At South China Morning Post, Nectar Gan reports a newly published warning from former People’s Daily deputy editor Zhou Ruijin that excessive censorship is “a mismatch to the whole picture of reform”.” Zhou supported Deng Xiaoping’s reforms in the early 1990s under the group pen name Huang Fuping.
“To be frank, some leaders in the party’s propaganda department were managing the press like how they would manage a train schedule, directly intervening in the approach and procedure of news reporting. Some propaganda chiefs … even give out orders just as if they were the chief editors of a newspapers,” Zhou said in the article published on Tuesday. [CDT publishes leaked instructions illustrating this process in its Directives from the Ministry of Truth series.]
[…] “Intervening with violent [state] apparatus at the slightest provocation, asking public media to act as the judicature, and taking down websites, deleting posts and blocking [accounts] heavy-handedly – these kind of overcorrection practises are obviously wrong and run counter to the current trend of governing by law,” he lamented.
“In a phase of social transition, it is normal that there are different views and discussions in the field of ideology, that the public air their own opinions on deepening reforms. They can only be guided, but not repressed,” he wrote.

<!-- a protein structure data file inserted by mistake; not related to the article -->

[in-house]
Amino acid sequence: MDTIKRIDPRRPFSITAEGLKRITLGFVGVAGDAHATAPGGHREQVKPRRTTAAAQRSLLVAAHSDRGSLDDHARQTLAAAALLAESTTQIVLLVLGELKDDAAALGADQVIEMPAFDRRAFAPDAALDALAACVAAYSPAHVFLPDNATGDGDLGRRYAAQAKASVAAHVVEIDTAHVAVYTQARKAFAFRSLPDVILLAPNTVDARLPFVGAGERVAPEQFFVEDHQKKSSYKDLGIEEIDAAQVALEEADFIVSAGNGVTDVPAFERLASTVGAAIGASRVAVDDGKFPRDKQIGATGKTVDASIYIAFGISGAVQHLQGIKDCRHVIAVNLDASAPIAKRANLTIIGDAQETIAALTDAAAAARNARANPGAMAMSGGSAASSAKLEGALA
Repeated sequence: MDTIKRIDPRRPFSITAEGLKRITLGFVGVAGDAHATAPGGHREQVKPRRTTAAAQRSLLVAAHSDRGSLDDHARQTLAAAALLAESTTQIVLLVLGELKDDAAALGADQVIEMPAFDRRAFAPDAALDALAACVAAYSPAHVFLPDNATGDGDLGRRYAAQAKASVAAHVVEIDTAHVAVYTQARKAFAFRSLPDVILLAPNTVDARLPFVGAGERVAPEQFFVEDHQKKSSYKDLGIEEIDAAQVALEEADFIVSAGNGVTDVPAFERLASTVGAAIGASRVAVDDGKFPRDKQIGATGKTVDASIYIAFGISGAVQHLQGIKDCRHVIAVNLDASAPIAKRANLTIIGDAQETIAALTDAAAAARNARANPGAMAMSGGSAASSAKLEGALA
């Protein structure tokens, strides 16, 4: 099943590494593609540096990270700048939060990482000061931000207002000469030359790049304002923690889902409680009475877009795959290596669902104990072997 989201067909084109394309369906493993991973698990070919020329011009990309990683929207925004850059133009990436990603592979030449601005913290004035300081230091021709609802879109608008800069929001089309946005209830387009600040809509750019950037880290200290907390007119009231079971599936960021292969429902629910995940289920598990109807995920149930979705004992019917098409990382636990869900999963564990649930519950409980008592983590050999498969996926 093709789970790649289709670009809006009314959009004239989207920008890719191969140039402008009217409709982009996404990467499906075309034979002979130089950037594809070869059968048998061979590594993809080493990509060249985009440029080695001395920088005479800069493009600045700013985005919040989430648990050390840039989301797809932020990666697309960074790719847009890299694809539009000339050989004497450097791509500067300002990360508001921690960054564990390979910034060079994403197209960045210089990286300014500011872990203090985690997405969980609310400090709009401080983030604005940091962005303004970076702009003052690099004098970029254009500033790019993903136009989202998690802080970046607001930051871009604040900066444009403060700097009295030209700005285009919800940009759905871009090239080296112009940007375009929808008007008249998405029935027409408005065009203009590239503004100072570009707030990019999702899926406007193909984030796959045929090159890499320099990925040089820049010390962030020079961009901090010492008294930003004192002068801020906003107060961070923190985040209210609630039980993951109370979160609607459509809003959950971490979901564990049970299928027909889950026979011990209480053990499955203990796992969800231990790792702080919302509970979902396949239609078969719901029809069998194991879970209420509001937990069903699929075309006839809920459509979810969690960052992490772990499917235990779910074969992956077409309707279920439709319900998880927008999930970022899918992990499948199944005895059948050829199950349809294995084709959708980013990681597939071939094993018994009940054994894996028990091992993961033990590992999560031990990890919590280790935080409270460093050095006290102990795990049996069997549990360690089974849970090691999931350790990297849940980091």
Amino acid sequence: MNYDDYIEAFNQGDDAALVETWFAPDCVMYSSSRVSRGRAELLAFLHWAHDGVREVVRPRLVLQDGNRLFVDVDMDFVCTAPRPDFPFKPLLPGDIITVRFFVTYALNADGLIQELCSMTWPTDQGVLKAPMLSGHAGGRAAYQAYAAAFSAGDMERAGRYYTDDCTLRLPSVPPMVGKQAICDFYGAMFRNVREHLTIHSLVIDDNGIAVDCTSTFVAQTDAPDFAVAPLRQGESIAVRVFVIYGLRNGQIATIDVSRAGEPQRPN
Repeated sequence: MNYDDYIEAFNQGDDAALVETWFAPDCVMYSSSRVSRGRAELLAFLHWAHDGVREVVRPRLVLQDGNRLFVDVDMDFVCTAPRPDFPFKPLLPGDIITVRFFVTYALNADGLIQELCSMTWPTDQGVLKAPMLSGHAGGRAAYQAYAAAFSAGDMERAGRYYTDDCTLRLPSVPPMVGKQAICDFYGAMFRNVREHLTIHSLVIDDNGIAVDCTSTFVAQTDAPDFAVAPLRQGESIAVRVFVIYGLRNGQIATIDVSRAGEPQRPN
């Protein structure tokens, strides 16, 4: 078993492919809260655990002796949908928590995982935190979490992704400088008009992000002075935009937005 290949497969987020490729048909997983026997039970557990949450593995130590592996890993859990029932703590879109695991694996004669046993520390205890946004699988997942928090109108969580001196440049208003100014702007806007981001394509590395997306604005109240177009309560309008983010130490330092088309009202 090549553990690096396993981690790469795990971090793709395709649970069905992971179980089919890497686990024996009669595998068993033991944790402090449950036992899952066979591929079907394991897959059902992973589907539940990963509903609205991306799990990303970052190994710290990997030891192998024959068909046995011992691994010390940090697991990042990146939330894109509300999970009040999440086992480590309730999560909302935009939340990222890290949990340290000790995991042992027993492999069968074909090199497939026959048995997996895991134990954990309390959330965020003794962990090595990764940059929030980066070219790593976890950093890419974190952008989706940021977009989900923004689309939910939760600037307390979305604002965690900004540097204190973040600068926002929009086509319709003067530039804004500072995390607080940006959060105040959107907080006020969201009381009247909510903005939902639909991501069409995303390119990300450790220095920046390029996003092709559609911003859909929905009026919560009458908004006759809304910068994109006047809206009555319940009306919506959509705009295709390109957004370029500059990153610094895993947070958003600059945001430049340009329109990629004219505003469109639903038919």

“Citizens’ freedom of speech, as guaranteed by the constitution, should be protected,” he said, adding the era of uniform public opinion in China was in the past. [Source]
Xinhua, meanwhile, announced plans from the Ministry of Culture for a new blacklist of “harmful cultural products”:
The “cultural products” include live performances, visual arts, computer games, publications, movies, TV and radio programs, etc. according to the ministry statement.
The blacklist will target content such as pornography and details will be published on the ministry website and through mass media.
[…] Those involved in production and distribution of blacklisted products will face tighter scrutiny upon the review of their business applications.
As a demonstration, the ministry produced a blacklist of 38 online animations and 120 songs from last year. [Source]
A leaked media directive last August forbade websites from “maliciously hyping” the musical blacklist, which included songs about obscenity, violence, crime, and casual flatulence. Similar themes appeared in the animation blacklist, but its exclusive focus on imported Japanese titles prompted accusations of inconsistency and speculation of commercial motives.
The new blacklist’s announcement coincides with reports of a campaign to confiscate Dalai Lama portraits from shopkeepers in a prefecture of Sichuan Province. From Chen Heying at Global Times:
“It is a regular campaign held before the Spring Festival to crack down on pornography and illegal publications, which include portraits of the Dalai Lama,” Gou Yadong, director for external publicity at the publicity department in Garze Tibetan Autonomous Prefecture, told the Global Times on Tuesday.
[…] As a political figure who orchestrated separatist activities, it is inappropriate to display the Dalai Lama’s photos in public venues, Lian Xiangmin, an expert at the China Tibetology Research Center in Beijing, told the Global Times.
The hanging of his pictures to the Chinese people is same as hanging of Saddam Hussein’s pictures to the Americans, Lian explained.
People were more than welcome to hang pictures of the country’s past and present leaders, Gou said. [Source]